Research collaboration dates genetic lineage of Blackfoot Confederacy to late Pleistocene

AMERICAN ASSOCIATION FOR THE ADVANCEMENT OF SCIENCE (AAAS)—A new study* describes a previously unidentified genetic lineage from which the modern-day Blood (Kainai) First Nation/Blackfoot Confederacy descended. Through comparisons of DNA from both Ancestral and modern-day Confederacy members, the work dates this Historic Blackfoot lineage to the late Pleistocene, corroborating established oral and archaeological records. The Blackfoot Confederacy is made of member tribes with ancestral ties to nomadic bison hunters that lived across the Northwestern Plains and Rocky Mountain Front. Oral and archaeological records place them in this region during the end of the last glaciation by at least 10,000 years ago.  Yet, the Blackfoot’s legacy has been contested frequently in land and water rights lawsuits. “The objectives of this study were not only to advance scientific knowledge about Indigenous genomic lineages that can provide insight into the peopling of the Americas but also to provide the Blackfoot with an independent line of evidence for evaluating purported ancestral relationships with other North American groups,” Dorothy First Rider and colleagues write. Here, First Rider et al. analyzed samples from 7 historical Ancestors and 6 living Blackfoot people. They found that ancient and modern DNA had a high proportion of shared alleles, demonstrating genetic continuity over millennia. Further modeling suggests that the Blood/Blackfoot ancient lineage split from other ancestral Indigenous American groups roughly 18,000 years ago. Athabascan and Karitiana then separated from this Historic Blackfoot group 13,000 years ago. Notably, the investigations help answer why Blackfoot language has minimal linguistic overlap with other Algic (or Indigenous North American) languages such as central Algonquian. “Certain elements of Blackfoot are older than proto-Algonquian language and likely were spoken by Indigenous peoples in the aboriginal homelands of the Blackfoot Confederacy,” the authors explain. “This finding changes the traditional anthropological assumption that the Blackfoot language (and, by extension, its speakers) originated in the North American Great Lakes, where Algonquian purportedly evolved.” They add that Historic Blackfoot likely traveled from west to east to end up in the Northwestern Plains.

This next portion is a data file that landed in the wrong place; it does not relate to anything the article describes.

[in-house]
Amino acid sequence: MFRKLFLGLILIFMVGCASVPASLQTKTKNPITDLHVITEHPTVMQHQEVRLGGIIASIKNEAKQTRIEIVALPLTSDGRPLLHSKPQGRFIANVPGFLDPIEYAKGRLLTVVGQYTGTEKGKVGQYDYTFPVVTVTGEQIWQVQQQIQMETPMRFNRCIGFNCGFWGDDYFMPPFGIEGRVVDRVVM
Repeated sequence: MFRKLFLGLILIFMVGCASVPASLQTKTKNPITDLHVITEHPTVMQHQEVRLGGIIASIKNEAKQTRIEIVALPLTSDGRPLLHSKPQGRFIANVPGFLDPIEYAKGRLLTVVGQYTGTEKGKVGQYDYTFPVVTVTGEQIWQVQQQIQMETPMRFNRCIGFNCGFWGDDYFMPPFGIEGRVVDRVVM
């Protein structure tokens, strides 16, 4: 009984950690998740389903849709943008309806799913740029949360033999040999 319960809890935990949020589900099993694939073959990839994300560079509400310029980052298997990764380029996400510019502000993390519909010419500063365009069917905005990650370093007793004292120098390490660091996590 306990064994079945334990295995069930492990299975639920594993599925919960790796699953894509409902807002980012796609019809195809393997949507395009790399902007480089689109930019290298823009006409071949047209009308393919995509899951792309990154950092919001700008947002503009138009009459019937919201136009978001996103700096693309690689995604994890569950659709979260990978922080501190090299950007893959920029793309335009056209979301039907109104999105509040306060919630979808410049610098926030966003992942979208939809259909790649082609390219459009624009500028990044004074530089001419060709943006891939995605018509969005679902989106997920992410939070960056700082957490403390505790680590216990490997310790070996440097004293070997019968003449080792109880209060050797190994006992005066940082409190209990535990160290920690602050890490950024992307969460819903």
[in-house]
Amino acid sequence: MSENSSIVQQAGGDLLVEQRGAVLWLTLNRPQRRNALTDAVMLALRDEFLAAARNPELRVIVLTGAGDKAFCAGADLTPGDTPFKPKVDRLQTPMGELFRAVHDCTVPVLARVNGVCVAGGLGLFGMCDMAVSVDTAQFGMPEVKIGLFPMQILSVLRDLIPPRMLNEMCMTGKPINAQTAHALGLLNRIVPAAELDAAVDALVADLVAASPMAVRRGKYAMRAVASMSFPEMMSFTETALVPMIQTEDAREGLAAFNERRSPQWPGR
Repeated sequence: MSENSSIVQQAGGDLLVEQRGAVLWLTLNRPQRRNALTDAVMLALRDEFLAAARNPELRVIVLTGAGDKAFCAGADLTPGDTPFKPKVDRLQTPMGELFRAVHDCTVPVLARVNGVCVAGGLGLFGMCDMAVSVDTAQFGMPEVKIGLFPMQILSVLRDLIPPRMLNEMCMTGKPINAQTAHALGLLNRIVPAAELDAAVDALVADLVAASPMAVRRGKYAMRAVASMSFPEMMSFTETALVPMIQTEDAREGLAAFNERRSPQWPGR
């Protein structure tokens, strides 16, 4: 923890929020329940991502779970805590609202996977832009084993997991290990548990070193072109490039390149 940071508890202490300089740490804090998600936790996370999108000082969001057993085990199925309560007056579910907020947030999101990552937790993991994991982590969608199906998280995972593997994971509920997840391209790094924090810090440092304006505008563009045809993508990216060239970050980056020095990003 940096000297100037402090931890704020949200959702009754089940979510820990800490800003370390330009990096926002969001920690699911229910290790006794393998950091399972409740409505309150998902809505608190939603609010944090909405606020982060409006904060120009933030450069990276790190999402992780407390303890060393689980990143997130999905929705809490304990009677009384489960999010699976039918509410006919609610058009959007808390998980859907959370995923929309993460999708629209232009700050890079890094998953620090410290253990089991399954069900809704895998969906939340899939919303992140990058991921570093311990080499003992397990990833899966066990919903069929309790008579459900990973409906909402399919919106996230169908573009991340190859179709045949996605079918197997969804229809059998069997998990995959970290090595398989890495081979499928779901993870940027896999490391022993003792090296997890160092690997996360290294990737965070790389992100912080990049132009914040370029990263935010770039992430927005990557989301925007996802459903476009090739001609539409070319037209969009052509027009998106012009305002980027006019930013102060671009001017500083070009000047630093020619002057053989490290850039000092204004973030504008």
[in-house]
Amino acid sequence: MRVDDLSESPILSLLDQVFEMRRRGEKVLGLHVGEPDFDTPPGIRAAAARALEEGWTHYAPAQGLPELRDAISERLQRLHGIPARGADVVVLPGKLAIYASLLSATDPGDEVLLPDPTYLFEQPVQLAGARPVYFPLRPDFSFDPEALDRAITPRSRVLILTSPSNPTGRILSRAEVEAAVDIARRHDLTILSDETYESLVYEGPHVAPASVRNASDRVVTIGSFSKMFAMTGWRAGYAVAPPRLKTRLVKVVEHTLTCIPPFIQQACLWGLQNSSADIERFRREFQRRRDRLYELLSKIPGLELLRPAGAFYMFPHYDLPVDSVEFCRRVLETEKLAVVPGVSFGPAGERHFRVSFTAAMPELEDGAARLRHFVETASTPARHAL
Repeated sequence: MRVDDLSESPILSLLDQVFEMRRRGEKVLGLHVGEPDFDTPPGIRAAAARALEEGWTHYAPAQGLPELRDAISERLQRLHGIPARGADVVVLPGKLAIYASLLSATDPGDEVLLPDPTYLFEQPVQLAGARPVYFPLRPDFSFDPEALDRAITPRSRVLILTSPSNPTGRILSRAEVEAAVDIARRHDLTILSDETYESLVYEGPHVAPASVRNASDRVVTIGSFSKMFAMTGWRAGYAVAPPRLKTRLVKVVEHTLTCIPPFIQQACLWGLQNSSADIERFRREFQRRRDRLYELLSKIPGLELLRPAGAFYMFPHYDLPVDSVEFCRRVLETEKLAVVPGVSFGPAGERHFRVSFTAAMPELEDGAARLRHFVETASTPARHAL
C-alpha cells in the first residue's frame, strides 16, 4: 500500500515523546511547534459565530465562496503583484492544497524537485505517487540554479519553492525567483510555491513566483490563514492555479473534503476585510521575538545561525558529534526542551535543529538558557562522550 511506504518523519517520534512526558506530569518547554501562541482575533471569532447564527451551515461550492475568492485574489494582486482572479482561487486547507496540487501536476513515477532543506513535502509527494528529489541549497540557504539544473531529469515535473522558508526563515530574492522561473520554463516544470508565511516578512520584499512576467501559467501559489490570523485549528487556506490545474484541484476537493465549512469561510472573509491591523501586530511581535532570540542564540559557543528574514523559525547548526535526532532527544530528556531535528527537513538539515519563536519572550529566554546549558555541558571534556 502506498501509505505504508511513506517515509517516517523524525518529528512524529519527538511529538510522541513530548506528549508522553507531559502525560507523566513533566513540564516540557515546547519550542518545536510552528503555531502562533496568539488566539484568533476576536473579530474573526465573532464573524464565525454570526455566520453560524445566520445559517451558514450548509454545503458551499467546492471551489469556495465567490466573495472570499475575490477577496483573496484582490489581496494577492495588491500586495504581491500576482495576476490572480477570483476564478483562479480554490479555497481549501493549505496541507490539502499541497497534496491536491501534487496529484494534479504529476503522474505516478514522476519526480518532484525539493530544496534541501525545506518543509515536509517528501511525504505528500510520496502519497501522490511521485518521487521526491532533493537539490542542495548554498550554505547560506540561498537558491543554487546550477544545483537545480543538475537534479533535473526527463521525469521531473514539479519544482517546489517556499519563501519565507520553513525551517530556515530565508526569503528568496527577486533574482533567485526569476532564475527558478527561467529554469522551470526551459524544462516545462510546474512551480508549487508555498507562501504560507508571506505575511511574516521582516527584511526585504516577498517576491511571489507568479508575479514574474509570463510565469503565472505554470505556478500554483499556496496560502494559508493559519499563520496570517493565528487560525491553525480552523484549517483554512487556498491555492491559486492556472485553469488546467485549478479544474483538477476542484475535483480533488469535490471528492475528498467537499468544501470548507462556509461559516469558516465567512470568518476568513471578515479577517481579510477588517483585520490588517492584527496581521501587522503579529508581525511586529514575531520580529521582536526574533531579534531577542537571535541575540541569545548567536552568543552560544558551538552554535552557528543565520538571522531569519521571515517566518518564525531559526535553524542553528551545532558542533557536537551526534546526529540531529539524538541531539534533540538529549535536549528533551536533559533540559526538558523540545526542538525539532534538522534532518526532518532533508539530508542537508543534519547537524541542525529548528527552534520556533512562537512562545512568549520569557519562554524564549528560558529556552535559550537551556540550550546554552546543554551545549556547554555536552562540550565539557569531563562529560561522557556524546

Genomic lineages of the Americas that evolved in the Late Pleistocene. Nomenclature follows from (22) with USR1 (2) representing ANC-C, Big Bar (3) representing ANC-D and Historic Blackfoot representing ANC-E. Rider et al., Sci. Adv. 10, eadl6595 (2024)


Article Source: Science Advances news release

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